|Publication number||US4196000 A|
|Application number||US 05/938,614|
|Publication date||Apr 1, 1980|
|Filing date||Aug 31, 1978|
|Priority date||Sep 19, 1977|
|Publication number||05938614, 938614, US 4196000 A, US 4196000A, US-A-4196000, US4196000 A, US4196000A|
|Inventors||William H. Johnson|
|Original Assignee||Eastman Kodak Company|
|Export Citation||BiBTeX, EndNote, RefMan|
|Patent Citations (3), Referenced by (1), Classifications (8)|
|External Links: USPTO, USPTO Assignment, Espacenet|
This is a continuation of application Ser. No. 834,590 filed Sept. 19, 1977, now abandoned.
Reference is made to commonly assigned, copending U.S. patent applications Ser. No. 834,589 entitled INSTANT PROCESSING FILM UNIT HAVING INTERNAL DARK SLIDE filed in the name of Wayne A. Bubb; Ser. No. 834,588 entitled INSTANT PROCESSING FILM UNIT WITH INTERNAL DARK SLIDE AND LIGHT SEAL filed in the names of Charles J. Simpson and Richard H. Martens; and Ser. No. 834,617 entitled INSTANT PROCESSING FILM UNIT filed in the name of Robert A. Sylvester, all filed on even date herewith.
The present invention relates to instant-processing film units suitable for daylight handling both before and after exposure. More specifically, the invention relates to such film units having an internal dark slide which is removeable from one end of the unit, and to means for facilitating the removal of the dark slide while holding the film unit in position in appropriate exposure and processing apparatus.
In cross-referenced U.S. patent application Ser. No. 834,589, entitled INSTANT-PROCESSING FILM UNIT HAVING INTERNAL DARK SLIDE, a film unit is disclosed which is suitable for daylight handling on a one-shot or single film unit basis both before and after exposure in commercially available apparatus. The film unit includes a photosensitive element for recording a latent image, a cover sheet preregistered with the element for facilitating the distribution of a processing composition over the element, and an internal dark slide removeably positioned between the element and sheet for shielding the photosensitive element from premature exposure or fogging. In operation, the film unit is daylight loaded into the exposure apparatus and then the dark slide is removed so the film unit can be exposed in the usual manner.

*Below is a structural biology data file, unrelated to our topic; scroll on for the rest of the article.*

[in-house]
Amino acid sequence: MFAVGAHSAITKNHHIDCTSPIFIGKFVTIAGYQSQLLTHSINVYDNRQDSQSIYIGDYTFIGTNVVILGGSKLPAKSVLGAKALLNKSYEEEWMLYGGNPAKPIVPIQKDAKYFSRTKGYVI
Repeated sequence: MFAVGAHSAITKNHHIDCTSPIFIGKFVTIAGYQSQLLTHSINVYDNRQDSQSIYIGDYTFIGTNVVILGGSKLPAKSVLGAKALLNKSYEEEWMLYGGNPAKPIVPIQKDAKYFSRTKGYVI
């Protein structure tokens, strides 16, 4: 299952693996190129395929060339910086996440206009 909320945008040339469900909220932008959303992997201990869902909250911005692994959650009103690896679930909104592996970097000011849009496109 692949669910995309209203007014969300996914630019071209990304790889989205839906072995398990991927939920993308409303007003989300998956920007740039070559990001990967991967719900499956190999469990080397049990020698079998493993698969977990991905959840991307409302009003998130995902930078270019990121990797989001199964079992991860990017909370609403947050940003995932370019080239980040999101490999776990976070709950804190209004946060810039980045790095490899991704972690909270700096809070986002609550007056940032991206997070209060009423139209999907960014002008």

Film units of the abovementioned type offer significant advantages over previously available approaches. They are suitable for pre-exposure as well as post-exposure daylight handling on an individual or one-shot basis, yet they are relatively simple in physical construction and use. Certain problems are encountered, however, in adapting the units to use in commercially available apparatus. The apparatus includes a pair of pressure-applying rollers designed for initiating processing of the film unit, and it is between these rollers that the dark slide must be removed. The problem results from the pressure of the rollers, which presents undesireable resistance to removal of the dark slide. Additionally, unless the film unit is restrained in the apparatus, it will shift out of its intended exposure position when the dark slide is removed. At the same time, however, any restraint shouldn't interfere with the proper function of the rollers during processing with the removal of the film unit from the apparatus after the film unit is exposed.
It is to these and related problems that the present invention is directed and for which it provides improvements having significant advantages not available from the teaching of the prior art.
In accordance with the present invention, an instant-processing film unit, having an internal dark slide, is provided with detent shims which, when the film unit is used with commercially available exposure and processing apparatus, facilitate the removal of the dark slide while restraining the rest of the film unit against movement.